The Shadow of Lluís Companys – Notes from Spain | Edward Anderson
In the second part of our look at Catalonia and on the 80th anniversary of the death of Lluís Companys, where is Catalonia heading?
Earlier this morning, a man was led barefooted to his execution by the Francoist state. He was put up against a wall and shot. His crime had been to, on the 6th October 1934, declare the Republic of Catalunya and of course opposing the Francoist side in the Civil War. There would be no amnesty for anyone who opposed Franco; he had made this clear when in a translated interview with James Miller in November 1938 he declared “criminals and their victims cannot live together”. Perhaps more chillingly, in the same interview Franco said he believed in “redemption through the penalty of labour” (which I had read before, worded slightly differently, on a gate.) And so, on 15th October 1940 Lluis Companys was executed by the (then) Spanish state.
Of course, today in Spain we are lucky that the Spanish state no longer asks Germans to hand over elected Catalan Presidents… Ok, well at least the Germans don’t actually hand them over now, so it is progress of a kind. Obviously with the Covid, any sort of day of memorial will be muted, but here in Madrid our esteemed leader Isabel Díaz Ayuso gave her own anniversary speech, being reported to have said today in the Madrid Parliament that the Spanish state is imprisoning Madrid “at gun point.” I will leave it for the reader to judge if she was deliberately baiting people in Catalonia or just incredibly tone death to history.
Monica Garcia of Mas Madrid (a left-wing group whose national party are propping up the national PSOE – Podemos Government) would respond by mockingly making a gesture (that to some looked like she was pointing a pistol) on the other side of the chamber. I look forward to hearing from people back in the UK that European politics is more consensus based because the chamber is a circle…
Two weeks ago, I said we were heading towards new elections and sure enough, the day after we posted here the Speaker of Catalonia would announce that elections would take place on February 14th next year after the (now ex) President Quim Torra was disqualified by the Spanish Courts. Once again though, when it comes to elections in Catalonia, nothing is ever easy. There is talk that this is not even possible as a Vice President or Acting President has no right to call elections, so the Catalan Parliament will have to select one first before we can get to that stage.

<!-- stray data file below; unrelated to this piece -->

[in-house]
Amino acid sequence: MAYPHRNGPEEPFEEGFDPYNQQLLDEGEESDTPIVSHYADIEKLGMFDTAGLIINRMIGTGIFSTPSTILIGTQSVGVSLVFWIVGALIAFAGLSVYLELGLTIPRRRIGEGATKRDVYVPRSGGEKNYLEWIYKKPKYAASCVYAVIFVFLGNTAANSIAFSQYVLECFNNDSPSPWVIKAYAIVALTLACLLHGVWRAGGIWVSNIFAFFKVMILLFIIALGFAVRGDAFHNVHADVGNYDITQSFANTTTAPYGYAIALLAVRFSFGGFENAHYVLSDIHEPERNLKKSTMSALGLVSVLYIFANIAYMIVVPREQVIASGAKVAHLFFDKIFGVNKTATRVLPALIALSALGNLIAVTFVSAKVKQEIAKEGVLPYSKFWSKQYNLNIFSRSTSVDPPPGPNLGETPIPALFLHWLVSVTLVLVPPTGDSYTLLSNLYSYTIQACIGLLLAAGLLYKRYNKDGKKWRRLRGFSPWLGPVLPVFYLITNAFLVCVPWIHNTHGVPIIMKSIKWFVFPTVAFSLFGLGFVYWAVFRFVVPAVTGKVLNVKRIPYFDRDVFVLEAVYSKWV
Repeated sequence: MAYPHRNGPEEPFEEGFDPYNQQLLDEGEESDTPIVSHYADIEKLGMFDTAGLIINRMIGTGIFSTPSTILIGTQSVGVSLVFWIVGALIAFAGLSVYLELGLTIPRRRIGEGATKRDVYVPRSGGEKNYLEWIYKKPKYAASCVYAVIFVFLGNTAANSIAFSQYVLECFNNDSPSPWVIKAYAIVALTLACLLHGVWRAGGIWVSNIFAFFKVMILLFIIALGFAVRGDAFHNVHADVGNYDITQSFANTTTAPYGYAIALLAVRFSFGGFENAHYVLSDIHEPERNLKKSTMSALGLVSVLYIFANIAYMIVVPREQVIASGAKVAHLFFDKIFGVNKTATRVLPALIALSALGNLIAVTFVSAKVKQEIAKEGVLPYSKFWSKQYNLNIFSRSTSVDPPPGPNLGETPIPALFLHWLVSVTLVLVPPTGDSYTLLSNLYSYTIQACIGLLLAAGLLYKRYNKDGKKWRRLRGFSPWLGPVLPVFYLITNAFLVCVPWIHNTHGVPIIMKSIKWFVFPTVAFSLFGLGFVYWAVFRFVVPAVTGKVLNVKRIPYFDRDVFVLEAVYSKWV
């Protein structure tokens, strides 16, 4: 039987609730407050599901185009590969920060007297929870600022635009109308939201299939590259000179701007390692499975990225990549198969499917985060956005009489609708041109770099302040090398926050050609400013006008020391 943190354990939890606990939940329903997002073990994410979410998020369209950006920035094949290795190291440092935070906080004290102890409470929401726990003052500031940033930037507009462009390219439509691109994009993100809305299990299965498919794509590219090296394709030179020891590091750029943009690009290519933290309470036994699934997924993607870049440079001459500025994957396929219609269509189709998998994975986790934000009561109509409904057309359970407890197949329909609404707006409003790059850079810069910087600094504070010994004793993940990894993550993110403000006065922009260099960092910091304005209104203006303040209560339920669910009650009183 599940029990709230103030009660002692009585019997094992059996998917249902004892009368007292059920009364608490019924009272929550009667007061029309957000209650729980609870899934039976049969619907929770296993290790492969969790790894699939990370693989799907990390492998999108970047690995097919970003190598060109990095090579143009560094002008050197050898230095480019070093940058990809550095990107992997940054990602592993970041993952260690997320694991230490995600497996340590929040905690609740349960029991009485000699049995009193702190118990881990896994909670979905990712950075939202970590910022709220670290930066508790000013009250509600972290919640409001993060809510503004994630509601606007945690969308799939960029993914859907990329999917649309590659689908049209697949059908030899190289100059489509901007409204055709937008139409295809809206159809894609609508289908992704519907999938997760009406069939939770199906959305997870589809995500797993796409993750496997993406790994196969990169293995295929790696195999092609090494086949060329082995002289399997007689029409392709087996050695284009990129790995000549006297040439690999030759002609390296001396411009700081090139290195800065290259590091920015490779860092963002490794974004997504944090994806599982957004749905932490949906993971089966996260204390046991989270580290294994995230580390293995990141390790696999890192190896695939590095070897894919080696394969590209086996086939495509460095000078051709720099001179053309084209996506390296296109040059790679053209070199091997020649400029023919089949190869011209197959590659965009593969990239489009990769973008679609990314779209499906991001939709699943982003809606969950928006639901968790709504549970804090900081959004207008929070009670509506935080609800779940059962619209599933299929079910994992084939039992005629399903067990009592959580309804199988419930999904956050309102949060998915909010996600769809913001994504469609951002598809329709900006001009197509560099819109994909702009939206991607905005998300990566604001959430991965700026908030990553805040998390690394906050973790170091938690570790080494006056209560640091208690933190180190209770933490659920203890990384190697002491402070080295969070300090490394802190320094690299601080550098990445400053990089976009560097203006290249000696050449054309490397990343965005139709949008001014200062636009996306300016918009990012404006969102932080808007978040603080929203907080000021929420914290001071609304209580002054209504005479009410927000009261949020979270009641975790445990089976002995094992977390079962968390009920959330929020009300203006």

If they do, I am almost expecting at this stage that person to get the boot from the Spanish Court and indeed I am half expecting that the Barcelona Football Club elections next year will be broken up, as Spanish police smash though the windows of Camp Nou and take any ballot boxes in sight. It is probably not a sign of a healthy democracy that even sad obsessives like me who follow this stuff are struggling to keep up with how many Catalan politicians are in a prison, disqualified or on the run.
But should another election take place next year, what (apart from everyone switching from being an American political expert to a Catalan political expert in time for the next election) would we be looking out for? Well, although the previous election delivered a majority of seats for the referendum supporting parties, they have never claimed a majority of the vote. Are they on course to do that? Polling would suggest not, showing the main separatists in Junts per Catalunya and Esquerra Republicana de Catalunya just shy of 45% and when you add the votes of Candidatura d’Unitat Popular, they are short the 50%. That really seems the only thing at stake here, if they can get more than 50%, we have a story. If not than I suspect the only change will be the political party of the next Catalan President to be barred from future elections.
So, if nothing is changing for the separatists, what about the others? Well as mentioned before, it follows the story we are seeing at the last general election. Ciudadanos will be squeezed from their historic result of 2017 that pushed them into national prominence with over a million votes and 36 seats back to trying to cling on. The others are shuffling but again, just as in the national election following Catalonia’s referendum, Vox are set to breakthrough into the Catalan Parliament for the first time in their history. Unless the separatists can get more than 50% of the vote, it looks likely that Vox will be the real winners of an election.
In the early part of the 20th century, Spain was a politically divided nation with support for the Monarchy crumbling and a sizeable amount of Catalunya wishing to see itself leave Spain. These forces would end with a Spanish state tearing itself apart. 80 years on from the death of Lluís Companys we can repeat the old adage. History doesn’t repeat itself but it often rhymes.